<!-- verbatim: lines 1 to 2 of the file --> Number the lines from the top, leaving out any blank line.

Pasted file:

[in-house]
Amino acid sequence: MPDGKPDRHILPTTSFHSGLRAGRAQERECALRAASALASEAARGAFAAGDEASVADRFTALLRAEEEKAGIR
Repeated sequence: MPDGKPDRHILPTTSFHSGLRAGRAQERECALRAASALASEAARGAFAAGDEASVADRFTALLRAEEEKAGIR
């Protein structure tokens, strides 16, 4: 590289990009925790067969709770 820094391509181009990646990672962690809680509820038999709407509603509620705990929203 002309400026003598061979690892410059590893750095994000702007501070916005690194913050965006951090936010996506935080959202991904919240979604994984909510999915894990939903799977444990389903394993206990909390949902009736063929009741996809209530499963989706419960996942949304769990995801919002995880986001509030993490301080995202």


[in-house]
Amino acid sequence: MPDGKPDRHILPTTSFHSGLRAGRAQERECALRAASALASEAARGAFAAGDEASVADRFTALLRAEEEKAGIR